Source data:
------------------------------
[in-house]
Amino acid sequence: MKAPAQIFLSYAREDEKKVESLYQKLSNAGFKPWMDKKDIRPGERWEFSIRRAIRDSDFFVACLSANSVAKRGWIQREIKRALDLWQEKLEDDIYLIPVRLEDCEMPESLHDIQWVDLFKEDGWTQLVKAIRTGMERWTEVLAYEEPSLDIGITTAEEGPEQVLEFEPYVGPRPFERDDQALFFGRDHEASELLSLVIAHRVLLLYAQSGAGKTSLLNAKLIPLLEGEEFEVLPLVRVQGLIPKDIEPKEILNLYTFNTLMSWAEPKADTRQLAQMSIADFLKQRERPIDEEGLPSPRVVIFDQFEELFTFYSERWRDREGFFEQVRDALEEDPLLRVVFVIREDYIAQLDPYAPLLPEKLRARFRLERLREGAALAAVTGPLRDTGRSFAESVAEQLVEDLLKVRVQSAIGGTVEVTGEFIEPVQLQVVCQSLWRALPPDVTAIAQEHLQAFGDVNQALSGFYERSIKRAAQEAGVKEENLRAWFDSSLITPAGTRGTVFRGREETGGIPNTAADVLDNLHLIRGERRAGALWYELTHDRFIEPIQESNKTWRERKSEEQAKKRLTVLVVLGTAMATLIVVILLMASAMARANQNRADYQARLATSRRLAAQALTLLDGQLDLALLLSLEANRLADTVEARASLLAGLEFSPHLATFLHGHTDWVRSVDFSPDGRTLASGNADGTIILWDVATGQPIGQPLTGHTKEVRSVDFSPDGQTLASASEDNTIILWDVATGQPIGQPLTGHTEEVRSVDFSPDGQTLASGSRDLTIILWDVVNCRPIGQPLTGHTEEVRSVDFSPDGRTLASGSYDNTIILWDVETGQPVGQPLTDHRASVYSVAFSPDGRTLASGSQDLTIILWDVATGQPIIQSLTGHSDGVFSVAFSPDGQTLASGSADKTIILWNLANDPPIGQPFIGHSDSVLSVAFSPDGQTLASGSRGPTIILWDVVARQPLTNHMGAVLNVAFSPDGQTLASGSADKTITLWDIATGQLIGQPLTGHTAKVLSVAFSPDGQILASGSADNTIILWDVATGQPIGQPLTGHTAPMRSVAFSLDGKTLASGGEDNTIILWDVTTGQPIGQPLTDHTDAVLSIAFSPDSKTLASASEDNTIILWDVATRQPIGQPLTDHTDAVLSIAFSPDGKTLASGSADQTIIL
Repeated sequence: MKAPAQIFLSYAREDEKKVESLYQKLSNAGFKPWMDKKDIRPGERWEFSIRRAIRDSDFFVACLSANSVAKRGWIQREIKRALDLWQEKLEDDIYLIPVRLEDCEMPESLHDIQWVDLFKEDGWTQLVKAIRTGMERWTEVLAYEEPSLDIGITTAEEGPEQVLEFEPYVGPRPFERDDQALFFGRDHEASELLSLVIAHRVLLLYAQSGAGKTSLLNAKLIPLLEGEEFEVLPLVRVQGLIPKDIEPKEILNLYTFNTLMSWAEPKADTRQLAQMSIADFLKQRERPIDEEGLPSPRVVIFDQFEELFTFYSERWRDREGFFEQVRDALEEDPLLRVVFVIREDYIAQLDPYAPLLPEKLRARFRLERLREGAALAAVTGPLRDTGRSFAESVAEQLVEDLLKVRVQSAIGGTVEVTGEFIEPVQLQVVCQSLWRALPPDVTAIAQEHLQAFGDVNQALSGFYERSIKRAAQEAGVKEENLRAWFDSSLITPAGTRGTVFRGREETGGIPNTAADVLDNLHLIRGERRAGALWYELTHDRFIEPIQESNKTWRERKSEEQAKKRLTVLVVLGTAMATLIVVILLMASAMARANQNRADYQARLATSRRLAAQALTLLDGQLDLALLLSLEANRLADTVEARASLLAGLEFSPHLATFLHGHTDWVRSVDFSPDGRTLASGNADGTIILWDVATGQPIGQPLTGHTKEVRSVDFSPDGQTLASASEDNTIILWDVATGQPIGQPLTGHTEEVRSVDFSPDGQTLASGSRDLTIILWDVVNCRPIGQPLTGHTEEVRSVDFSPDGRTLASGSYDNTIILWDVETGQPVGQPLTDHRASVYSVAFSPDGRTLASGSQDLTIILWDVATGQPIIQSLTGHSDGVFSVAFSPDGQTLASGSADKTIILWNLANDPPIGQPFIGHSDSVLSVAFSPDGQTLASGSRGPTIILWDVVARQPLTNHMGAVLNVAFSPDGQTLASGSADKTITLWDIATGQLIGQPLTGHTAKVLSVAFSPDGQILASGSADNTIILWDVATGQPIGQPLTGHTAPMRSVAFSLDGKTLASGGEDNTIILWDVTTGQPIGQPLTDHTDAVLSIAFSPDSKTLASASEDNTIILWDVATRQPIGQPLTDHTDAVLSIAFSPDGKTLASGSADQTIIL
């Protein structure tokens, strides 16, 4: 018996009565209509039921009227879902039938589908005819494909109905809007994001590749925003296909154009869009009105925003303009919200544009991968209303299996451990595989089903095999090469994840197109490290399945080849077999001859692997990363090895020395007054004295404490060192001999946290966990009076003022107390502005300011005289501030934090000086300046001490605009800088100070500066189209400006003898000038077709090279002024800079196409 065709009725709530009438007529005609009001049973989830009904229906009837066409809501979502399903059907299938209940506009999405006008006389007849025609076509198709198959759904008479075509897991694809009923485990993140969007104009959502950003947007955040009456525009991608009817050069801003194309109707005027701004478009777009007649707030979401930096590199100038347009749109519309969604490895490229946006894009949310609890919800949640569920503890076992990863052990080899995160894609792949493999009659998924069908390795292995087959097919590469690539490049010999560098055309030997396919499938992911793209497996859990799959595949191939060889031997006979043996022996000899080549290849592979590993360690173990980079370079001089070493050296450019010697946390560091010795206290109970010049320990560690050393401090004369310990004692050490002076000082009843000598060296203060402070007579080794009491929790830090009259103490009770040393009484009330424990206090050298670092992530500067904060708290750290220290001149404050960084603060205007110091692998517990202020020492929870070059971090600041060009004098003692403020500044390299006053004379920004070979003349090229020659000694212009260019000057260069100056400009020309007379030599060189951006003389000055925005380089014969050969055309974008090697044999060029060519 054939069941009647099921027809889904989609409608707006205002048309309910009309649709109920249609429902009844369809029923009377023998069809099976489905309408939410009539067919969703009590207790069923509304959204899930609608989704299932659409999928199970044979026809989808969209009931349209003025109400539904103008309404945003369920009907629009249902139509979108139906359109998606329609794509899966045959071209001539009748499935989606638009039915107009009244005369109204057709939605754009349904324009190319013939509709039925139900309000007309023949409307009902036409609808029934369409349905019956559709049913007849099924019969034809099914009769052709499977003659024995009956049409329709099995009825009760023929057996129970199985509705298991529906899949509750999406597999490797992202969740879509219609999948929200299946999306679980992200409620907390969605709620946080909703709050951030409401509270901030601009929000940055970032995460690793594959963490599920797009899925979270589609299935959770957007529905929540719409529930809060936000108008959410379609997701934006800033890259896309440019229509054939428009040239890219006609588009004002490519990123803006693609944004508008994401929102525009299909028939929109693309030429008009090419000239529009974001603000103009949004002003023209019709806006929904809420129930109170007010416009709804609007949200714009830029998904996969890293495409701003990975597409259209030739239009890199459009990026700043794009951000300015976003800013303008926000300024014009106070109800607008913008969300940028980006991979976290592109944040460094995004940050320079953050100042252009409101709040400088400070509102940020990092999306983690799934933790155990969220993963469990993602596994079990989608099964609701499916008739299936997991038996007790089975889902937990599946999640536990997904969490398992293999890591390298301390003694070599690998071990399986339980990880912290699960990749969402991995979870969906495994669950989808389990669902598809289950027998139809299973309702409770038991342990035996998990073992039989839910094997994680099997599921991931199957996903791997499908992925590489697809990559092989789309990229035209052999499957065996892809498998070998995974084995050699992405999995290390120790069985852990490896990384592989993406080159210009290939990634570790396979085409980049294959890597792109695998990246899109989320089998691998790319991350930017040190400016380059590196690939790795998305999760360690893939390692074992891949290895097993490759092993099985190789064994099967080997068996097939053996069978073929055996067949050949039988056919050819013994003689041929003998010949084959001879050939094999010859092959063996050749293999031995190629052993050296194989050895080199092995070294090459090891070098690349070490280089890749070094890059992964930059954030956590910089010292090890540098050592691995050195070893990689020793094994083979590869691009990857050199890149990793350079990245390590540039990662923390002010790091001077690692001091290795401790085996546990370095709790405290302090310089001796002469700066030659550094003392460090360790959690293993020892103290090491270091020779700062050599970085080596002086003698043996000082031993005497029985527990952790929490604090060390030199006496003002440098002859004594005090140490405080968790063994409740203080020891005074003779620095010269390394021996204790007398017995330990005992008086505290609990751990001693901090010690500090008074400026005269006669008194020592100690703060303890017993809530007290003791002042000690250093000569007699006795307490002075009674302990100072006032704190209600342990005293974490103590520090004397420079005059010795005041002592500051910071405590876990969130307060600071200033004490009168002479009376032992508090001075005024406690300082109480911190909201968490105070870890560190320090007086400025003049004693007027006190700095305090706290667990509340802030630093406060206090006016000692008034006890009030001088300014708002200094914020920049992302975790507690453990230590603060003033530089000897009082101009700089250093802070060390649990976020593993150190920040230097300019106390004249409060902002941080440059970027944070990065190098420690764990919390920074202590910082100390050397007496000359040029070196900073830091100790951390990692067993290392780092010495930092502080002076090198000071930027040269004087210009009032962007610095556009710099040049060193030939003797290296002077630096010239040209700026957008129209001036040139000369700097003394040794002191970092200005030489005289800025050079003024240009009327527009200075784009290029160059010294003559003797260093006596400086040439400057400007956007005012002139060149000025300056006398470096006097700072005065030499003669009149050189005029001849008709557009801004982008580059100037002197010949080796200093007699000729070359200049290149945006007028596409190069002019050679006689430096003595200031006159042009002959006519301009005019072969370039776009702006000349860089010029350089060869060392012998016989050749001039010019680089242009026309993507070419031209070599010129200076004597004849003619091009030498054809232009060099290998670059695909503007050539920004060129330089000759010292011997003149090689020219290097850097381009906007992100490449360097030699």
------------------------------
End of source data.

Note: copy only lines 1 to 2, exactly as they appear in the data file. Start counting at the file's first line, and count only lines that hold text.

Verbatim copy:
[in-house]
Amino acid sequence: MKAPAQIFLSYAREDEKKVESLYQKLSNAGFKPWMDKKDIRPGERWEFSIRRAIRDSDFFVACLSANSVAKRGWIQREIKRALDLWQEKLEDDIYLIPVRLEDCEMPESLHDIQWVDLFKEDGWTQLVKAIRTGMERWTEVLAYEEPSLDIGITTAEEGPEQVLEFEPYVGPRPFERDDQALFFGRDHEASELLSLVIAHRVLLLYAQSGAGKTSLLNAKLIPLLEGEEFEVLPLVRVQGLIPKDIEPKEILNLYTFNTLMSWAEPKADTRQLAQMSIADFLKQRERPIDEEGLPSPRVVIFDQFEELFTFYSERWRDREGFFEQVRDALEEDPLLRVVFVIREDYIAQLDPYAPLLPEKLRARFRLERLREGAALAAVTGPLRDTGRSFAESVAEQLVEDLLKVRVQSAIGGTVEVTGEFIEPVQLQVVCQSLWRALPPDVTAIAQEHLQAFGDVNQALSGFYERSIKRAAQEAGVKEENLRAWFDSSLITPAGTRGTVFRGREETGGIPNTAADVLDNLHLIRGERRAGALWYELTHDRFIEPIQESNKTWRERKSEEQAKKRLTVLVVLGTAMATLIVVILLMASAMARANQNRADYQARLATSRRLAAQALTLLDGQLDLALLLSLEANRLADTVEARASLLAGLEFSPHLATFLHGHTDWVRSVDFSPDGRTLASGNADGTIILWDVATGQPIGQPLTGHTKEVRSVDFSPDGQTLASASEDNTIILWDVATGQPIGQPLTGHTEEVRSVDFSPDGQTLASGSRDLTIILWDVVNCRPIGQPLTGHTEEVRSVDFSPDGRTLASGSYDNTIILWDVETGQPVGQPLTDHRASVYSVAFSPDGRTLASGSQDLTIILWDVATGQPIIQSLTGHSDGVFSVAFSPDGQTLASGSADKTIILWNLANDPPIGQPFIGHSDSVLSVAFSPDGQTLASGSRGPTIILWDVVARQPLTNHMGAVLNVAFSPDGQTLASGSADKTITLWDIATGQLIGQPLTGHTAKVLSVAFSPDGQILASGSADNTIILWDVATGQPIGQPLTGHTAPMRSVAFSLDGKTLASGGEDNTIILWDVTTGQPIGQPLTDHTDAVLSIAFSPDSKTLASASEDNTIILWDVATRQPIGQPLTDHTDAVLSIAFSPDGKTLASGSADQTIIL